And by everything, I mean your phone. And your computer. And your television. And your WiFi router. And your car. And ...

Google, Apple, Microsoft and Adobe got raked over the coals this past week because their latest products were all hacked at Pwnfest 2016 in Seoul. Windows 10, Android 7.1 and MacOS Sierra all fell in just a matter of moments from browser-based exploits, giving members of China's Qihoo 360 team full access to all admin functions and a healthy bounty for being the folks who got in. And Flash, well it was just being Flash and got hacked faster than it can load itself on a web page.

Well of course they were. They almost always are. And they will almost always continue to be.

I was chatting with a friend about this. She is not a nerd and was surprised that this was able to happen. She was more surprised when she found out that these products get hacked every year. After all, these companies stand on a stage somewhere and tell you how much money and time they spend for this product to be the most secure version ever, so thinking that they are invulnerable makes sense. But no software is invulnerable because that's just not possible.

How fast it gets fixed — and not how fast it gets hacked — is what really matters.

These exploits were all reported ethically. That means the team told Google (and everyone else with a product that got broken) how they did it and didn't tell anyone else. But by seeing how they were initiated it appears that something like Javascript (or another common web platform) was exploited. This exploit didn't exist when Android 7.1 or Windows 10 or MacOS Sierra (and I miss OS X already) were developed so it's certain that code wasn't put in place to handle what would happen. You simply can't write in safe fallbacks for everything that could happen and if you could the software would be worth gazillions of dollars. Hackers know this and the people writing the code that gets attacked know it. The only people who should know it but don't seem to are the media who report it as something unheard of and sensational when it's really mundane and expected.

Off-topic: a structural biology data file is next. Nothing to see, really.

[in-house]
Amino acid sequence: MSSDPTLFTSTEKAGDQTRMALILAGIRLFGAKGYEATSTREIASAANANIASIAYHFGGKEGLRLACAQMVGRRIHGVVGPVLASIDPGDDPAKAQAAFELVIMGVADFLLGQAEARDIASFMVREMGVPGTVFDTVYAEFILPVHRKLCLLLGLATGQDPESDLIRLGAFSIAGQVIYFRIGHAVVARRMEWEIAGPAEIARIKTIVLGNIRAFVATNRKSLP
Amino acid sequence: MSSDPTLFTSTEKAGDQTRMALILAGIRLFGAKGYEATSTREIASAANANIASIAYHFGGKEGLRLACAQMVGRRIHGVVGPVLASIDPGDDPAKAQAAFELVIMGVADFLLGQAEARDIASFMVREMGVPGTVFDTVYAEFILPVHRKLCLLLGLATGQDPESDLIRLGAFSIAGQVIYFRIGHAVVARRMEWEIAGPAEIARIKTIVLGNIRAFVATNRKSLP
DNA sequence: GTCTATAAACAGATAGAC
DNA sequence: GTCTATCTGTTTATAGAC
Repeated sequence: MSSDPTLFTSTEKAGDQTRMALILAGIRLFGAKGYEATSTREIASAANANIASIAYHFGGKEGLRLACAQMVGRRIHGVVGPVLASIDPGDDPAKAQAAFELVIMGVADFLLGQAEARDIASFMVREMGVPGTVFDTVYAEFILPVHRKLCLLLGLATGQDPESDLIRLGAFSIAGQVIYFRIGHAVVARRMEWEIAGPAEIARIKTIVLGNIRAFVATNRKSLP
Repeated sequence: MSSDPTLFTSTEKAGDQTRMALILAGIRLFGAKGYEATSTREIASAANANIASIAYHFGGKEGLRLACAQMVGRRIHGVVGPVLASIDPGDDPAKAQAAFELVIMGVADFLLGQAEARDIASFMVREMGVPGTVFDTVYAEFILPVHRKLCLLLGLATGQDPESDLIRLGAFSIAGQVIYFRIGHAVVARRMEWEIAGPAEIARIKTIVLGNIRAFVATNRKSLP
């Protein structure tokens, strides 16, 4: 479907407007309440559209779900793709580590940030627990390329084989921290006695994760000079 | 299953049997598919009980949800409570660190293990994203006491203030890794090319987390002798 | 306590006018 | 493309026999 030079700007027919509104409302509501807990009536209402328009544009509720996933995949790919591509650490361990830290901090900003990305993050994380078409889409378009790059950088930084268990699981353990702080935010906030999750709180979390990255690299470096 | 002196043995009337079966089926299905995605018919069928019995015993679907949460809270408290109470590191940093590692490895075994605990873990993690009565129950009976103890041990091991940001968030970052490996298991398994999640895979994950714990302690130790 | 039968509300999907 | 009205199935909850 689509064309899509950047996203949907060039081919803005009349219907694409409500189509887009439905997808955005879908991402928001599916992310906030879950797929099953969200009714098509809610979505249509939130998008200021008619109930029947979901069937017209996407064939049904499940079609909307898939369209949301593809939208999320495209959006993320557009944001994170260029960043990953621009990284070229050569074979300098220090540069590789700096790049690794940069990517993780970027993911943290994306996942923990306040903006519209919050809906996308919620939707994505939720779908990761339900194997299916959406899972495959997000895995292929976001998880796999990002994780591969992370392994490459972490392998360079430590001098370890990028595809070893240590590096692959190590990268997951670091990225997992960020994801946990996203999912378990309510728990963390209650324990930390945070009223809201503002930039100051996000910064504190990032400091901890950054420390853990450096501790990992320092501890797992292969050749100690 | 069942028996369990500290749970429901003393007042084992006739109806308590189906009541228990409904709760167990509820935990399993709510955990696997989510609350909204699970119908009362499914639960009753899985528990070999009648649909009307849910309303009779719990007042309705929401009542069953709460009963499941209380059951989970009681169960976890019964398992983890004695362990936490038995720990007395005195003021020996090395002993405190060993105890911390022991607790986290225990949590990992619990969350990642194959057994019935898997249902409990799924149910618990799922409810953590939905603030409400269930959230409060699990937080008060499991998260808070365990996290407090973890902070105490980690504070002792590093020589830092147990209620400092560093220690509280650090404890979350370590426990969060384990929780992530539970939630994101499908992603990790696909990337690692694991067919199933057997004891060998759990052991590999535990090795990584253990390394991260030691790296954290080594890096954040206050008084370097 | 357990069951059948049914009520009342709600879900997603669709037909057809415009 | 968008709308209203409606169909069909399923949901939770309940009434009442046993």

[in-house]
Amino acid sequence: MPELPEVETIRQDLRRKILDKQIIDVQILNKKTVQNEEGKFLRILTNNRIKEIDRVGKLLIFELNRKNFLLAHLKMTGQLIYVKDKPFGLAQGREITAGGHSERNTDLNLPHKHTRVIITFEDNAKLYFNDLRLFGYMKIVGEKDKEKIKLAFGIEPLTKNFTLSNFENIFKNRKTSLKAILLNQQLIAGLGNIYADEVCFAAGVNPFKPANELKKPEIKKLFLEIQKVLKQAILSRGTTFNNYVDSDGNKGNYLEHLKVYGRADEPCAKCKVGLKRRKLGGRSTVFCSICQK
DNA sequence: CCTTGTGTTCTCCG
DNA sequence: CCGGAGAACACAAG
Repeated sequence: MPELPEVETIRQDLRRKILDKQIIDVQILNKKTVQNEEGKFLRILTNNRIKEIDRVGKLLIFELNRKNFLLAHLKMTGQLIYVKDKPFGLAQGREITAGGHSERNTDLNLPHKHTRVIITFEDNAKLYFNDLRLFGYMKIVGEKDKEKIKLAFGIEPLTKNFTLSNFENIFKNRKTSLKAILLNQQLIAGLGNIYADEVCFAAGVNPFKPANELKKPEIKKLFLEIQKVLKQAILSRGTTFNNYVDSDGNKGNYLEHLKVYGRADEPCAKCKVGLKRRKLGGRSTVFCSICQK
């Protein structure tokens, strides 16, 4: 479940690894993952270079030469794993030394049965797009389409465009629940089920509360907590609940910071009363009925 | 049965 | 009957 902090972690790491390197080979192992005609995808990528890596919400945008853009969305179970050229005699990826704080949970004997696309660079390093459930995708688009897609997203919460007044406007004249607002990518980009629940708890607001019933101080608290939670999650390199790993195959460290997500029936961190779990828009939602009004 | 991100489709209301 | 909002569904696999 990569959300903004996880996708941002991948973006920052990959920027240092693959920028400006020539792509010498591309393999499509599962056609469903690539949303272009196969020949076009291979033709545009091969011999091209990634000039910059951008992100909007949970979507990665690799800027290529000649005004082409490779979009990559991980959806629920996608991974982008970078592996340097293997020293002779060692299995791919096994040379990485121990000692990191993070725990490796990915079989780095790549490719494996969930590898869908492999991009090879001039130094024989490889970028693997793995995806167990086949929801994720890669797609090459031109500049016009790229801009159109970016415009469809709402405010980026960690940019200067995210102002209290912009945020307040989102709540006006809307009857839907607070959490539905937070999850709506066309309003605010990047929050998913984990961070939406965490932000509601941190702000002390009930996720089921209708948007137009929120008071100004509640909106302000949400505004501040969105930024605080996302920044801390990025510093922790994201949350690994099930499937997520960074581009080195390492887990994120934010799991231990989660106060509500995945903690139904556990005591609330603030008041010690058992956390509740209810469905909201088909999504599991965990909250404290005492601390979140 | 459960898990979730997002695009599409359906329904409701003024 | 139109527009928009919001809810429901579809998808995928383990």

Your phone running Android 7.1 (or your computer running Windows 10 or MacOS Sierra) is likely the most secure version of the operating system ever built. But it's only secure against things that the folks building it knew about, and against itself. People are already working on finding a bug or exploit in something else and seeing how they can use it to crash everything and burn it to the ground. Some of those people do it for the right reasons — a quarter million in cash for finding it and telling the companies involved is the best and most right reason of all time. Others are doing it in the hopes that they can get your credit card number. Both types of people will be successful, and everything you use will be hacked because it's riddled with bugs and holes.

Even my BlackBerry Priv, which some people think of as unhackable, is probably already hacked by someone, somewhere, who knows that "wasting" an exploit against a phone that hardly anyone uses is not the way to get a bunch of card numbers. Better to sit on it and hope you can find a better target because once found out it will be fixed. The first thing you do when you find a Linux exploit is to see how you can use it against a Windows computer, because the goal is to get it on as many machines as you can.

Your phone runs software that will be hacked. The people who write it have prepared for it.

Look at the phone in your hands. It has software on it that will be hacked. Know this. But also know that there are probably other factors in place that mitigate any potential harm and the company who wrote that software has a method where they can fix it and try to get it to you as fast as possible. That is the thing to take away from all this hacking news. What matters is how fast the bugs are fixed, because bugs are in every piece of software ever written. This is how software gets better each time it's updated.

It's always been this way and the only thing that has changed is how much attention it receives.